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Philippines Economy News

BSP weighing scaled-back relief measures as economy recovers

bsp weighing scaled back relief measures as economy recovers - BSP weighing scaled-back relief measures as economy recovers

THE Bangko Sentral ng Pilipinas (BSP) said it is evaluating the timing of moves to wind down its stimulus program as the economy recovers, in order to avoid any negative effects from policy action taken during the height of the crisis, such as the persistence of low interest rates.

“Most of these monetary instruments will need to be scaled back, if not reversed entirely, even if other instruments of the central bank may have to utilized,” Marites B. Oliva, an economist with the BSP’s Center for Monetary and Financial Policy, said in a forum organized by the Philippine Economics Society Tuesday.

The central bank implemented a range of policy actions to provide support during the crisis. It started cutting rates in February, before the pandemic started affecting the economy. The BSP reduced key policy rates by a total of 175 basis points, bringing down the overnight reverse repurchase, lending, and deposit facilities to .25%, 2.75%, and 1.75%, respectively.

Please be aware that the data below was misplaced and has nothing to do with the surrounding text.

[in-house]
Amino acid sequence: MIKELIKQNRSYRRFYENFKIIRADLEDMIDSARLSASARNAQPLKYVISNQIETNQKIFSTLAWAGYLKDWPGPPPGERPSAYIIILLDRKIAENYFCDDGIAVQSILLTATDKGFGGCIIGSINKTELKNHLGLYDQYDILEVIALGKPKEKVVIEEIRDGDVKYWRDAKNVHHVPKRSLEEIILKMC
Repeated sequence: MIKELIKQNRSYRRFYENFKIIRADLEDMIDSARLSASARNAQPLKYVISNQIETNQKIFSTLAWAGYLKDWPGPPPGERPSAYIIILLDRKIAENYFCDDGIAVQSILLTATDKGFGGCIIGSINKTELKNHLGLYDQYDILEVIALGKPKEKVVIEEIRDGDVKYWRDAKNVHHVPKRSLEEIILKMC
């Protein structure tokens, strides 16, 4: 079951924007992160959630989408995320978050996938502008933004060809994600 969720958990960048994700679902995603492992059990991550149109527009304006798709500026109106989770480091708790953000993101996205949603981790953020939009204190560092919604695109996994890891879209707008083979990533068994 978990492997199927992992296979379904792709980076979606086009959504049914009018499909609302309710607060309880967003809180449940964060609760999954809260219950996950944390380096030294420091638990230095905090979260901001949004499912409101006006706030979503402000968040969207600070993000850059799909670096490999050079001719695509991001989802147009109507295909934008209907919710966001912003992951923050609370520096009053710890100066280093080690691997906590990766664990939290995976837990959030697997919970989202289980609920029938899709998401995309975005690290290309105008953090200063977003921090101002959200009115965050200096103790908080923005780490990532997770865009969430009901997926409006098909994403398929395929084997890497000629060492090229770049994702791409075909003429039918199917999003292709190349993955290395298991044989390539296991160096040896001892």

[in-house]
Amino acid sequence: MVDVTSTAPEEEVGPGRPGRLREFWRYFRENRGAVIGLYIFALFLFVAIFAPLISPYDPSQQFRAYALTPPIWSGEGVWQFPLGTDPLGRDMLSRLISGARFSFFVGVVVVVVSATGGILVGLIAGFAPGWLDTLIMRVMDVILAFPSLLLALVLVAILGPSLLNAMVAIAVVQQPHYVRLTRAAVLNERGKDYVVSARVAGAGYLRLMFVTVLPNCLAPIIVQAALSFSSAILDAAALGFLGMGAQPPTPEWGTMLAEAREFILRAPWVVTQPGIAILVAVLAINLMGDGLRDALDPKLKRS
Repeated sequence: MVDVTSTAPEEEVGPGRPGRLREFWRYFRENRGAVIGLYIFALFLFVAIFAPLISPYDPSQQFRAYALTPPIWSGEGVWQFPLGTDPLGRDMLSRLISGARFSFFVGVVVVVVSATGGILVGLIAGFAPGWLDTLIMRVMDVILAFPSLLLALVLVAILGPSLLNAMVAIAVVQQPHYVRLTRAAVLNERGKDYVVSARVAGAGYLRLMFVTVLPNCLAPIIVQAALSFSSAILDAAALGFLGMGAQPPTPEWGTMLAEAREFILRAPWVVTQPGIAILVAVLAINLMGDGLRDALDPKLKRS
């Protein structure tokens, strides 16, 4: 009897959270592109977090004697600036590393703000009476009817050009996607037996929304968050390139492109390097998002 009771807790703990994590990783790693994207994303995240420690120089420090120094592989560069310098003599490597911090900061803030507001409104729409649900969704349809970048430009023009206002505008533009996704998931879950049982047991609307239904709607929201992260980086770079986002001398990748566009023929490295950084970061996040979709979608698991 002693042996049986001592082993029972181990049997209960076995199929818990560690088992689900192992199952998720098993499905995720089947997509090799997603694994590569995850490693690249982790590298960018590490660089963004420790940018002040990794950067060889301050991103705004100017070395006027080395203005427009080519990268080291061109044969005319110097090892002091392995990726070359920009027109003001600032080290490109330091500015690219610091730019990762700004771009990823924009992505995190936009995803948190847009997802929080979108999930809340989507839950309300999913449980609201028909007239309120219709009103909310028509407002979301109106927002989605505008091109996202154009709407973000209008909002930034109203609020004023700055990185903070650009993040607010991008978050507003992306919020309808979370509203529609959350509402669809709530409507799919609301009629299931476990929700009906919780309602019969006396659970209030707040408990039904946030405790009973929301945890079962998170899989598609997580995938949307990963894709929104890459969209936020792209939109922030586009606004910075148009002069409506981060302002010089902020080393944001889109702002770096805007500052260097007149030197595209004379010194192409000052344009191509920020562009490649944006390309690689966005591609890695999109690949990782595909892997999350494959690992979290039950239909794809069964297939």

It also reduced the reserve requirement for banks by a total of 200 bps, in an effort to increase liquidity. It also agreed to classify loans to small businesses as a form of reserve compliance.

The BSP’s policy measures have injected P1.9 trillion into the financial system, equivalent to 9.6% of gross domestic product.

The BSP has also granted a total of P840 billion via provisional advances to the national government through a repurchase agreement with the Bureau of the Treasury and direct provisional advances. The amount is P10 billion less than the P850-billion limit.

“The unwinding of conventional measures is anchored on the medium- and long-term outlook for price stability. For unconventional measures, the unwinding will depend on the impairment of the monetary policy transmission to the financial system and the market,” Ms. Oliva said.

“Waiting too long could give rise to systemic risks especially amid a prolonged environment of low interest rates,” she added.

Ms. Oliva cited as an example BSP’s continued purchases in the secondary market, which she said “would have to be gradually normalized to avoid conflicting signals and policy conditions.”

BSP Governor Benjamin E. Diokno has said that the bank will carefully assess the timing of unwinding the measures taken during the pandemic to avoid serious repercussions.

“Moving forward, an optimal exit strategy should be one that is induced by a favorable macroeconomic environment,” Ms. Oliva said. — Luz Wendy T. Noble

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